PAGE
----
After you’ve put around 50,000 miles on your truck, you might start to notice that it doesn’t have the same bounce as it once did. Some drivers notice the difference on off-ramps, others notice on bumpy roads, and a few drivers have never been satisfied with the motion of their ride.
Not all drivers need to run back to their used car dealership for another vehicle. The reason for this change in ride comfort is most likely wear to your shock absorbers or struts. Shocks have a large impact on the ride and handling of your vehicle, so it is important to replace them if needed.
What Are Shock Absorbers?
Shock absorbers help control the impact and rebound movements of your vehicle. Utilizing a hydraulic pump-like design, shock absorbers work to smooth out your ride by reducing the cab impact of bumps and other road obstacles. The main function of the shock absorber is to ensure your tires stay in contact with the ground at all times for the most effective performance from your brakes and other systems.
Your shocks, along with tires and brakes, should be checked and serviced every few months to ensure you are compliant with the Monroe Safety Triangle. This safety evaluation focuses on three driving factors:
- Stopping: Helps reduce the rate of weight transfer to keep tires and wheels in contact with the road. Shocks, struts, and brakes work together to help your vehicle stop in extreme temperatures.
- Steering: Shocks and struts help evenly distribute the vehicle weight across all four tires. This improves handling during turns and high speeds.
- Stability: Shocks, struts, and tires work together to maximize tire-to-road contact, improving vehicle stability and minimizing weight transfer.
To keep you and your vehicle safe, request a Monroe Safety Triangle inspection every time your car is taken for service.
How Do Shock Absorbers Work?
Contrary to popular belief, shock absorbers do not support the entire weight of a vehicle. Instead, shock absorbers convert the kinetic energy of your vehicle to thermal energy, or heat, that is dissipated through heat exchange.
Shock absorbers are designed to automatically adjust to road conditions to keep up with the movement of the suspension. The more the suspension moves, the more resistance that is required from the shock absorbers.
Different Types of Shock Absorbers
While all shock absorbers function the same, there are different types of shock absorbers to accommodate different vehicles and suspension designs.
Most shock absorbers fit into one of three conventional types of shocks:
- Conventional Telescopic: The simplest type of shocks, conventional telescopic shock absorbers are always replaced instead of repaired. These can be found in both front and rear suspension systems and are the most inexpensive shock option.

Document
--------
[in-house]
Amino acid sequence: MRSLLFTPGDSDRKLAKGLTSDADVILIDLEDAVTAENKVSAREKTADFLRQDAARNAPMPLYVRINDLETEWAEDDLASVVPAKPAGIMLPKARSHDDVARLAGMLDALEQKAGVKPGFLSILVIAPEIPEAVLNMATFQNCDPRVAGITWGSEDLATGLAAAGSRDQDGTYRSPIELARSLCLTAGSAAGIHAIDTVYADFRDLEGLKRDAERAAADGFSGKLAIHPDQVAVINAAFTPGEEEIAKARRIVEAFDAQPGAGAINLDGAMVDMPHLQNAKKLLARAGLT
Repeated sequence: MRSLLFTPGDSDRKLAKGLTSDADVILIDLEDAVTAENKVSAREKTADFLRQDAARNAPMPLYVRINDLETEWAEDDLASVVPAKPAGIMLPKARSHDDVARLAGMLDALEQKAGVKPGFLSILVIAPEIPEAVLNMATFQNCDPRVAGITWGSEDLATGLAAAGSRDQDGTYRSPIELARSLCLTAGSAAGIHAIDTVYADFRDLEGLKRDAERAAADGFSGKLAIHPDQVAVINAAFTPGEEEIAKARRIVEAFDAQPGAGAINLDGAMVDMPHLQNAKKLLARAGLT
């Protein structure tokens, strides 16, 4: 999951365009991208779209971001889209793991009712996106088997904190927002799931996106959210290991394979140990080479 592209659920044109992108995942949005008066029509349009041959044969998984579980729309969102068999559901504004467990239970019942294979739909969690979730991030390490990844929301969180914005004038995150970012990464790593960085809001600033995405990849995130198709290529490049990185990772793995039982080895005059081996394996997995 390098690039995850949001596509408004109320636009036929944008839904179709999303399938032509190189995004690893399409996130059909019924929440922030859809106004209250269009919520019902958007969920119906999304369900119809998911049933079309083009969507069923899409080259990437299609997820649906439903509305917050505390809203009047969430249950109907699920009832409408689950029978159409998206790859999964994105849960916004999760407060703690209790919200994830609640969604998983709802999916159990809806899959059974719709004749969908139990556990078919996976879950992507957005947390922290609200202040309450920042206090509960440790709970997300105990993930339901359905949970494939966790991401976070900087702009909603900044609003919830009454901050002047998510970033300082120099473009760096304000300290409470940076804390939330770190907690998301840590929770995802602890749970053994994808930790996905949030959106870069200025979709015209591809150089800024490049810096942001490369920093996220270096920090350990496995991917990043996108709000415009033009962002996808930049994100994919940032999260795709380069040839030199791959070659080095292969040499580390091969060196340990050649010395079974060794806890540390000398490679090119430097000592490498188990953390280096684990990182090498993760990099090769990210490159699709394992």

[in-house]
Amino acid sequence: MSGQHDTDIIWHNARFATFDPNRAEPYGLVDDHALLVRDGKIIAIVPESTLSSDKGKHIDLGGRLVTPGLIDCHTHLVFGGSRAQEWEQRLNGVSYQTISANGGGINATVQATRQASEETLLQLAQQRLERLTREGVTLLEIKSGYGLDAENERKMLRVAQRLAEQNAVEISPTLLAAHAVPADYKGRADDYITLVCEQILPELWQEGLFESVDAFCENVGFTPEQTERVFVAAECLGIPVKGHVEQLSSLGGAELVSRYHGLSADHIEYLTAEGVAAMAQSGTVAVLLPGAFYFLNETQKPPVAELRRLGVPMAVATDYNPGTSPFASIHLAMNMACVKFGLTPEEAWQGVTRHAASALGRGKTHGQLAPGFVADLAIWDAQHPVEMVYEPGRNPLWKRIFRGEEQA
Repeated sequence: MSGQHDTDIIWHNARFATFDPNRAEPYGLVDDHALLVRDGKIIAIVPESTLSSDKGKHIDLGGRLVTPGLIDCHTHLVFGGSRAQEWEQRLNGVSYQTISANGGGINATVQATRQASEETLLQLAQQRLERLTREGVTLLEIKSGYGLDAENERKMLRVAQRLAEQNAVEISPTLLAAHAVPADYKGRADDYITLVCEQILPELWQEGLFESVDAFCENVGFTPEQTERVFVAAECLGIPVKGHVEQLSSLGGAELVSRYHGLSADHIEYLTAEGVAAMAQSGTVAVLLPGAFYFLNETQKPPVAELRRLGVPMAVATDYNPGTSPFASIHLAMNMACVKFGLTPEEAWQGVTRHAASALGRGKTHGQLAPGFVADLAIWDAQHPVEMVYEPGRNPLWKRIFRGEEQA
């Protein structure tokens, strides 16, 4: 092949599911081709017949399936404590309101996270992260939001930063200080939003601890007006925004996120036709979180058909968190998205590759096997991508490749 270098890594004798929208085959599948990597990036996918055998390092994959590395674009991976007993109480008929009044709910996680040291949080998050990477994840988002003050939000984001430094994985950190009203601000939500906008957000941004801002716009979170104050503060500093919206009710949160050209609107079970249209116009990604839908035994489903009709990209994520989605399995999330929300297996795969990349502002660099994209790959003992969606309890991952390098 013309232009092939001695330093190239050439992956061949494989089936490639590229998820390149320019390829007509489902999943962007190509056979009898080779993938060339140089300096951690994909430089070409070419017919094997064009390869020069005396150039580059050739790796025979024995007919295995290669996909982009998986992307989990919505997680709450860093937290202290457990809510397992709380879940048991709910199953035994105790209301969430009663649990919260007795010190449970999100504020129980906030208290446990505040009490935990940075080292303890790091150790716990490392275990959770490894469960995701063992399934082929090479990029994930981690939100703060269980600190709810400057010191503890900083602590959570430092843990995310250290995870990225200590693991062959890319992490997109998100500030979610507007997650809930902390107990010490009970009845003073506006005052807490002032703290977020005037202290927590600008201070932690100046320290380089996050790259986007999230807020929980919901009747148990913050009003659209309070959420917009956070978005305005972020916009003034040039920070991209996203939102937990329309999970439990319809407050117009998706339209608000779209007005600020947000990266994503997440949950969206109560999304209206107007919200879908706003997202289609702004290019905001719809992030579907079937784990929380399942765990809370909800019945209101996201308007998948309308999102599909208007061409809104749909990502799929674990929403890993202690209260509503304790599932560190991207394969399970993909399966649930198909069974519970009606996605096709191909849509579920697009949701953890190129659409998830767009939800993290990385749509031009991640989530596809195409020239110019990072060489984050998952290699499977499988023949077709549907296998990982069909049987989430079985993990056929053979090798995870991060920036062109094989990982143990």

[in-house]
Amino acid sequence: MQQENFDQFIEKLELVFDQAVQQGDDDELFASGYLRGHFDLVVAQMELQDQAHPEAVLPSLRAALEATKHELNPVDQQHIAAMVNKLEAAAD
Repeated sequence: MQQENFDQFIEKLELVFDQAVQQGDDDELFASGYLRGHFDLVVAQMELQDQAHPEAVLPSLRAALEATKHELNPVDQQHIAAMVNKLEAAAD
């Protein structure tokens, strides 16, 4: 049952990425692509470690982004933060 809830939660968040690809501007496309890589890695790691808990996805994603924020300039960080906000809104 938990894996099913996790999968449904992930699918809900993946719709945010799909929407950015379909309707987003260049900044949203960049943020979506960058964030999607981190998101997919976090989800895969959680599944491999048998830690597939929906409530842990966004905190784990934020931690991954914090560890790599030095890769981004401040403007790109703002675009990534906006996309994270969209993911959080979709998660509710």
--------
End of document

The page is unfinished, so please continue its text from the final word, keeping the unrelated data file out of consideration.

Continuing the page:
- Strut Type: Struts support the part of the suspension system that is built to manage heavy loads and larger forces. Struts are built more ruggedly than conventional shocks. Struts are most commonly found on the front and rear of small and medium cars, but new larger vehicles are starting to incorporate strut-based designs as well.
- Spring Seat: Spring seat shocks exhibit traits of both telescopic and strut type shocks. Spring seat shocks combine a suspension unit and damping device like struts, but are not designed to handle high side loads. These shocks are of the sealed variety and will require full replacement.
Need Your Shocks Repaired or Replaced? Find a Reputable Service Center Online
When it’s time to go to the dealership for maintenance and repairs, you want to be welcomed and invited in. Perform an Internet search for “repair shops near me” or “service centers near me” to find options in your area. Read reviews, watch videos, and even contact the service center directly. We also recommend taking a suggestion from a friend or family member, but if you decide to proceed with a search result, you have the tools you need to select a top-notch option.
Work with a service center that will leave an impression. While appearance isn’t everything, you’ll feel more confident in their workmanship when your service center is clean and well put together and the employees are helpful and kind.
You should feel involved in the repair of your car, and you should receive explanations at every step and for other service recommendations that would improve vehicle performance. Just because you need vehicle repairs doesn’t mean you need to settle, especially when it comes to getting the best shocks for your truck.